Sometimes in life you have to take a bit of a flyer on things and trust your instinct. When selecting exhibits for our Bike Shed shows I’m often faced with a grainy photo of a frame on a bench or fag packet sketch and expected to use my imagination, thankfully I have plenty of that. The submission email from V-Moto included a combination of photo and mock-up sketch that had the potential to be either a tasteful hybrid custom or awkward mechanical melange. As you can see here, the Speed V Twin that was exhibited at Bike Shed London 2017 is most definitely the former.
The company behind the bike is V-Moto, which sounds like just another custom builder but the credentials backing-up the project are a little special. Founder Viv Cowley has quite the CV; Silk Cut Jaguar Group C team machinist and mechanic, Arrows F1 and Williams touring car mechanic, Kenny Roberts MotoGP mechanic and until recently was Chief Mechanic for the Bloodhound SSC land speed record ‘car’. That’s a lot of pro mechanicing, so what’s he doing faffing around with old bikes? Passion for motorcycles of course, the reason I’m writing this and you’re reading it, or skimming through the photos at least.
The concept for the bike wasn’t Viv’s though but a customer who had the design simmering in his head and was introduced to V-Moto by a friend. He wanted to combine the beautiful proportions and elegant lines of Edward Turner’s 1950s classic, the Triumph Speed Twin, with the slightly more tall person friendly architecture and ergonomics of a Harley. In this case a nineties Softail Evo was sacrificed at the custom altar.
Once stripped of its American gaudiness the scale of the design became apparent but as with so many custom projects, it was the tiny hidden mods that would sap so much time. The Harley’s frame, engine, transmission, rear brake assembly and oil tank were kept, the rest of the components are either new or modified items from unusual donors.
The most obvious change is the fuel tank. Out went the huge two-piece Softail tank with centre mounted gauges and in its place there was a plan to adapt an early Triumph vessel to suit but the bulky mechanicals beneath lent themselves to an off the shelf 4.5 gallon unit destined for a Sportster. The tunnel required re-fabricating to achieve a closer fit to the engine and subsequent low and sleek silhouette. Using stock parts didn’t sit so well with Viv so he tooled-up especially to produce the three spears on each flank. Painstakingly shaped to the double curvature and neatly mounted with welded-in threads, rather than the easy 3M sticky-tape option.
The mudguards however aren’t off the shelf, they’re from under a railway arch in east London, beaten and rolled by classic motorcycle stalwart Steve Pain. Originally the pair were meant for a Triumph T100. The front required fettling by Viv to fit between the 39mm Sportster fork legs and the rear had to be re-fabricated to clear the belt drive and swingarm (cage). The excess removed from the rear guard now forms the numberplate mount and rear lamp housing which was lifted from a Frances Barnett.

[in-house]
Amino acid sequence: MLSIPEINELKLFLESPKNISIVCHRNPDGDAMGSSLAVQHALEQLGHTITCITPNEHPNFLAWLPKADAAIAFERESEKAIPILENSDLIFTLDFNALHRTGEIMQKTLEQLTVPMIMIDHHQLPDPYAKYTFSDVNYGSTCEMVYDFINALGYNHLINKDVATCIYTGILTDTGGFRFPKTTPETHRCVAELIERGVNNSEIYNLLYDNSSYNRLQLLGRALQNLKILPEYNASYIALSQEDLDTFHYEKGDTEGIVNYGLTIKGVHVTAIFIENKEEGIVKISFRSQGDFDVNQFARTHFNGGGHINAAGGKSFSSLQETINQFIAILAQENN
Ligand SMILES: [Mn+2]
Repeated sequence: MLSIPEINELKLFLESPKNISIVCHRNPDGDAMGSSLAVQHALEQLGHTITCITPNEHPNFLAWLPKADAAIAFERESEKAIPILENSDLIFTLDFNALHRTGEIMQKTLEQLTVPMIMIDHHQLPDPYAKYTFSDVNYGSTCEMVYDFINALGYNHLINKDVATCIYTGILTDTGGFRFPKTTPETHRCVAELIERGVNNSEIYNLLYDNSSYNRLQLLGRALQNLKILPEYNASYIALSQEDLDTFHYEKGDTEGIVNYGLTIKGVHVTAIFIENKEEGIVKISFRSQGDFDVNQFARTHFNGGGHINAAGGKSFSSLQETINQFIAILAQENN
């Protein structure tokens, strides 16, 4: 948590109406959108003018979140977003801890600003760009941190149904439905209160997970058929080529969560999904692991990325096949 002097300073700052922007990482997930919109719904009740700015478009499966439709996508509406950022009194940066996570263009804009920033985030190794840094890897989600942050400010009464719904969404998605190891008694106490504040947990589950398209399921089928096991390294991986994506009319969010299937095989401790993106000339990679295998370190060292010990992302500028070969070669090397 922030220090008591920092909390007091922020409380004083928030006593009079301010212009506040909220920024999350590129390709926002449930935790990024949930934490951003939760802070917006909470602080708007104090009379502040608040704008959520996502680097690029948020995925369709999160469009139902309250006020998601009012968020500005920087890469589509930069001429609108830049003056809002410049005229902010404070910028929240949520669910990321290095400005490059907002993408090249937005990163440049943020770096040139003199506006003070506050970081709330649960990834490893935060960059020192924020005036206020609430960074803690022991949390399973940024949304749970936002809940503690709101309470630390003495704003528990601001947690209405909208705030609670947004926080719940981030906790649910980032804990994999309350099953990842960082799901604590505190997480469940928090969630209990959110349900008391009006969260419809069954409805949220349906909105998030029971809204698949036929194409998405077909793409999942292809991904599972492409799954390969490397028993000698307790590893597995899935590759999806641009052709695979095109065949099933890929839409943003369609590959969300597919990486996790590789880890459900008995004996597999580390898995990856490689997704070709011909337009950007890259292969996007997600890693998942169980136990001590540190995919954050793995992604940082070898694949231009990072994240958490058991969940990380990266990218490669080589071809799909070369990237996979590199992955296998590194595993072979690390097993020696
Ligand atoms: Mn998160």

To achieve the hunkered stance similar to early Brit bikes the suspension was dropped at the front with a Burly lowering kit and the rear is down 2″ thanks to a brace of Progressive springs. Lowbrow fork shrouds were modified to fit and the yokes smoothed of mass manufacturing’s casting marks before being powder coated. A 19″ Morad aluminium rim with Avon Speedmaster lives up front, hauled in by an upgraded disc and caliper. The chubby 16 incher out back has been replaced by another Morad rim, 18″ this time, with modern Michelin rubber.
One thing not on the nostalgic wish list was smokey British wiring so specialist Richard Prowse from Motorcycle Wiring Specialist in Cheltenham built a full Motogadget based loom. A Motoscope Mini is set into the bar clamp and wires to the Motone switches and M-blaze barend indicators are internally routed through Sportster bars. A smaller master cylinder, keyless ignition and traditional levers make for a much neater cockpit.
The 1340cc engine had been mollycoddled and therefore left alone internally. A K&N air cleaner the only lean towards performance, that and the weight reduction through binned stock parts. An old school look was needed for the exhausts so Paughco downpipes were mated to a custom peashooter silencer made by Armour Motor Products in Bournemouth. Viv welded a hidden thread to the silencer prior to re-chroming.
Massive seat mounting threads in the frame were brazed over and the seat base re-engineered with hidden fixings. Neil Tadman in Southend took care of upholstering the shaped foam in pleated black leather. Lustrous gloss black was the only colour option from the outset so while Neil Melliard at Prosign laid multiple coats of two-pack the rest of the hard parts were powdercoated to match. Neil also hand pinstriped the gold and red along the tank and guards.
It’s no secret that I’m not much of a Harleyist but when Viv and the guys rolled this elegant bitsa into Tobacco Dock I was more than a bit pleased. In part that one of the many gambles had paid off but more so that a very chuffed customer had commissioned his dream bike and there it was, gleaming in wait of thousands of eyes.
A few test rides since have lead to the planning of a few alterations. The reach to the bars is just the wrong side of a stretch so a sprung solo seat design is awaiting a slot in V-Moto’s busy schedule.
Images by Michael P Sannwald